April 3, 2013

A new Israeli-American research partnership will collaborate on developing renewable technologies to solve major challenges in the areas of advanced vehicle fuels, solar energy and thermoelectric materials, which convert heat to electricity.

The University of Michigan and Ben-Gurion University of the Negev recently signed a memorandum of understanding for the three-year program. Each university pledged half of the $1 million budget.

BGU Vice President and Dean for Research and Development Moti Herskowitz, U-M Vice President for Research Stephen Forrest, Ben-Gurion President Rivka Carmi and U-M President Mary Sue Coleman sign MoU. (Photo: Scott Soderberg, Michigan Photography)

“We live in a global economy,” U-M Vice President for Research Stephen Forrest said. “Universities need to globalize their activities because we need to solve problems that are larger than one country can manage alone. When faculty at universities from across the world come together, they bring different cultures and different objectives, and when you mix them, you get a lot more than just the sum of the parts.”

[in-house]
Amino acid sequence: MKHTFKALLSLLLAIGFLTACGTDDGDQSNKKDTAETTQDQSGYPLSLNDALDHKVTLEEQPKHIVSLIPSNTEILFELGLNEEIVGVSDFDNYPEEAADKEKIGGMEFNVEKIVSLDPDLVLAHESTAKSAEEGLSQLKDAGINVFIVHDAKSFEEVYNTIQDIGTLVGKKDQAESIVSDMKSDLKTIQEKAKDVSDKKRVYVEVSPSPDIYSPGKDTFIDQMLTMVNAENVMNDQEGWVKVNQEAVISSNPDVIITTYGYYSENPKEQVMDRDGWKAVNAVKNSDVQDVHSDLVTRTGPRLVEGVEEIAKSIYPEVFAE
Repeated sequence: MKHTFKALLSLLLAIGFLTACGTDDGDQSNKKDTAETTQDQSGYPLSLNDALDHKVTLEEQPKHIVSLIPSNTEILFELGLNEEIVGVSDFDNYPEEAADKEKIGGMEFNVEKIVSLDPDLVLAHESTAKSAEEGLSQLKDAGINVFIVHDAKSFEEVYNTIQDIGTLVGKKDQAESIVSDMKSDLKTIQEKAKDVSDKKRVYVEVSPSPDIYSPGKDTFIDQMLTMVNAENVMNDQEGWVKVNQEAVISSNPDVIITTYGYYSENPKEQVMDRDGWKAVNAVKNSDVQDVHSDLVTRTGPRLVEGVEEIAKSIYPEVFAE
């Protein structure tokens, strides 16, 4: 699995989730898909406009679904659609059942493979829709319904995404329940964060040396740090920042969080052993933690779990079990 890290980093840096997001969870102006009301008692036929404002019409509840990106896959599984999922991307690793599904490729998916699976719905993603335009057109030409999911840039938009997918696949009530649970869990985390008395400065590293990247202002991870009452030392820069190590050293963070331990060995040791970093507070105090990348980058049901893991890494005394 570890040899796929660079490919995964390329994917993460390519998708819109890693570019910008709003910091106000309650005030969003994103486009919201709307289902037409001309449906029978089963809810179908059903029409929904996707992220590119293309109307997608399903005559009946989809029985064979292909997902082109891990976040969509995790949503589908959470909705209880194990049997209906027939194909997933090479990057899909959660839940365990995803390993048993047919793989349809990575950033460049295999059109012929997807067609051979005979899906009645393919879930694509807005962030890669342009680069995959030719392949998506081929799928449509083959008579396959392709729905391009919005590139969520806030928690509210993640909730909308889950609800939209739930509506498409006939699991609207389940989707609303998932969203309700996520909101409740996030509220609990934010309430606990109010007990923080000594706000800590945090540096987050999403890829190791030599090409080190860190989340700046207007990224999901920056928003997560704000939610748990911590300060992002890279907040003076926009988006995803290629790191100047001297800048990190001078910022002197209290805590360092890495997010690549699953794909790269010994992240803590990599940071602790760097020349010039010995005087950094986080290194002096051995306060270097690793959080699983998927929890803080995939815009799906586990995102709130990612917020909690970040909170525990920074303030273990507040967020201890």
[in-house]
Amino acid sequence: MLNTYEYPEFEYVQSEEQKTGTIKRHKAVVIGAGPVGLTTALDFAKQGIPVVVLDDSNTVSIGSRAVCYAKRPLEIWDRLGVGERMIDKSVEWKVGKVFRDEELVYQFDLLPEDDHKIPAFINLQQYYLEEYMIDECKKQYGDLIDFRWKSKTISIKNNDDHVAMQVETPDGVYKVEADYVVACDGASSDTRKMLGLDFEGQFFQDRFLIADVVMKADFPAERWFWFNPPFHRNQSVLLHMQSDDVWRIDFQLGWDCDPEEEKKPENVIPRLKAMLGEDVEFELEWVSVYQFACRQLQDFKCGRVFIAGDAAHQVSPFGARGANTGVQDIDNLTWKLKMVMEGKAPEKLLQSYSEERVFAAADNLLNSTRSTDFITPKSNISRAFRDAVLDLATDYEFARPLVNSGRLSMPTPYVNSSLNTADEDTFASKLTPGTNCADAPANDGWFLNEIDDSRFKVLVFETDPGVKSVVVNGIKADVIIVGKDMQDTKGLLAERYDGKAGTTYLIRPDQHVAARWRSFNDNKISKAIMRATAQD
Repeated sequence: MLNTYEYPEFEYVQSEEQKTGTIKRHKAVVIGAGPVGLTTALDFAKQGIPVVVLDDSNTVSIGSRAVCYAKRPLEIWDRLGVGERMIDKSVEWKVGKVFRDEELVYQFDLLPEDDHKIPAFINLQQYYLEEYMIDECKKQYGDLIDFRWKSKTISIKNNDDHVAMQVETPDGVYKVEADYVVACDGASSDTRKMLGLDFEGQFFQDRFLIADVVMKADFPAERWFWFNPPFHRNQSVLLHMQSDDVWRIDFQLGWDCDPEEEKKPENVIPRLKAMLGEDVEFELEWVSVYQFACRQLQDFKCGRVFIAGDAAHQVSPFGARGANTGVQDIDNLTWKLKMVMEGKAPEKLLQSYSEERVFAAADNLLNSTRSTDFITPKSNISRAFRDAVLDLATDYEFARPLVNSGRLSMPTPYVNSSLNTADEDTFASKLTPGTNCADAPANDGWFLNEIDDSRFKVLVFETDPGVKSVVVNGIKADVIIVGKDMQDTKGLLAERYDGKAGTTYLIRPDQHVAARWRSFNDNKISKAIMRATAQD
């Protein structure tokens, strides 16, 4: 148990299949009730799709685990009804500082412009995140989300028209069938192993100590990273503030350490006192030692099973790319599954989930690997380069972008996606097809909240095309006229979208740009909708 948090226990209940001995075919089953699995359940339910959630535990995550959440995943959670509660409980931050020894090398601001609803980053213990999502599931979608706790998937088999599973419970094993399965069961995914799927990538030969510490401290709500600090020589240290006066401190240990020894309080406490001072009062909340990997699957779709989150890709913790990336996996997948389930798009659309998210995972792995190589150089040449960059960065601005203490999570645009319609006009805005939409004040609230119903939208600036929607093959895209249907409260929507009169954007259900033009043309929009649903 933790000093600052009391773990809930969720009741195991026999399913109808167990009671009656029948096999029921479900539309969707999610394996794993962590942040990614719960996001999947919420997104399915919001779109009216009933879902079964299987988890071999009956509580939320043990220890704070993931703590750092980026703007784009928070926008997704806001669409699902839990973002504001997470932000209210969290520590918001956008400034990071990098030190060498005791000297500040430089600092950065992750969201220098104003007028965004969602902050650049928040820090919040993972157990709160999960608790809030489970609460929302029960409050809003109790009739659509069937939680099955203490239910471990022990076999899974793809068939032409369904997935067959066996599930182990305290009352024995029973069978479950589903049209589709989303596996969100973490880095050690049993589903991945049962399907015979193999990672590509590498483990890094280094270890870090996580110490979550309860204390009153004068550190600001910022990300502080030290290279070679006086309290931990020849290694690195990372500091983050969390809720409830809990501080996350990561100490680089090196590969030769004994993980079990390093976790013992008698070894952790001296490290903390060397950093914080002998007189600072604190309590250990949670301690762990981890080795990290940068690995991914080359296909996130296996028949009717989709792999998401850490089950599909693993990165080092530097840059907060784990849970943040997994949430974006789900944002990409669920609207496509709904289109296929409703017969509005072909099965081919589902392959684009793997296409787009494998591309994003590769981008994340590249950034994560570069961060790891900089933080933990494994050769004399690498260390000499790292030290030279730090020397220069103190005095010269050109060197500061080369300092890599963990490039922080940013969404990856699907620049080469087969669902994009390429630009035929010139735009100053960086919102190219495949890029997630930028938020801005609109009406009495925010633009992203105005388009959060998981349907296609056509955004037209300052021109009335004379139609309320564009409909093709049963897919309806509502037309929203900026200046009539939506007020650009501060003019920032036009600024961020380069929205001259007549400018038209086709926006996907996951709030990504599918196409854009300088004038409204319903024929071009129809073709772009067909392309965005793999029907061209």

BGU has been at the forefront of the energy research for more than 30 years, BGU Vice President and Dean for Research and Development Moti Herskowitz said. The university previously has hosted a joint workshop with U-M on renewable energy with an emphasis on solar energy, liquid fuels and thermoelectricity.

“We look forward to collaborating with the U-M researchers on the challenging issues related to renewable energy and trust that the agreed model of collaboration has the potential of generating novel scientific and technological information with potential applications,” Herskowitz said.

The program grew out of Forrest’s visits to Israel during the past five years. One of his objectives was to examine the country’s well-known entrepreneurial culture.

“There are an enormous number of startups that come out of Israel,” Forrest said. “We have a lot to learn from them.”

Forrest said he expects that solar energy researchers from Israel, for example, might approach the problem with more applied perspective than some American researchers, and together these cultures could make breakthroughs.

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Jason Harris

Jason Harris

Executive Director